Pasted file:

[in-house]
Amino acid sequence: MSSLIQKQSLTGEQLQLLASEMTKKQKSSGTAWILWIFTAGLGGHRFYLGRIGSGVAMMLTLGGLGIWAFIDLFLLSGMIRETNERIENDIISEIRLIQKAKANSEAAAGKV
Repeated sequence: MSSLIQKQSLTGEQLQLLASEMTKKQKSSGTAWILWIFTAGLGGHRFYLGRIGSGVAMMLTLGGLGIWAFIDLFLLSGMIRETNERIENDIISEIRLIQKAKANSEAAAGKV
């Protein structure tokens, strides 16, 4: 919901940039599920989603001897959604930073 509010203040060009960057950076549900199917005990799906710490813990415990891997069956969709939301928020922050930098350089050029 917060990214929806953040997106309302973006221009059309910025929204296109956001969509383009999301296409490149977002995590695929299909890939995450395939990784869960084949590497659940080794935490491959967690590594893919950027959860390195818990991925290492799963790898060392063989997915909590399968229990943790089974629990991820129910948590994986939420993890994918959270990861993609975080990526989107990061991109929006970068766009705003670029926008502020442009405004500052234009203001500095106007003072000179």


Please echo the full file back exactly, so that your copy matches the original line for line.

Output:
[in-house]
Amino acid sequence: MSSLIQKQSLTGEQLQLLASEMTKKQKSSGTAWILWIFTAGLGGHRFYLGRIGSGVAMMLTLGGLGIWAFIDLFLLSGMIRETNERIENDIISEIRLIQKAKANSEAAAGKV
Repeated sequence: MSSLIQKQSLTGEQLQLLASEMTKKQKSSGTAWILWIFTAGLGGHRFYLGRIGSGVAMMLTLGGLGIWAFIDLFLLSGMIRETNERIENDIISEIRLIQKAKANSEAAAGKV
């Protein structure tokens, strides 16, 4: 919901940039599920989603001897959604930073 509010203040060009960057950076549900199917005990799906710490813990415990891997069956969709939301928020922050930098350089050029 917060990214929806953040997106309302973006221009059309910025929204296109956001969509383009999301296409490149977002995590695929299909890939995450395939990784869960084949590497659940080794935490491959967690590594893919950027959860390195818990991925290492799963790898060392063989997915909590399968229990943790089974629990991820129910948590994986939420993890994918959270990861993609975080990526989107990061991109929006970068766009705003670029926008502020442009405004500052234009203001500095106007003072000179």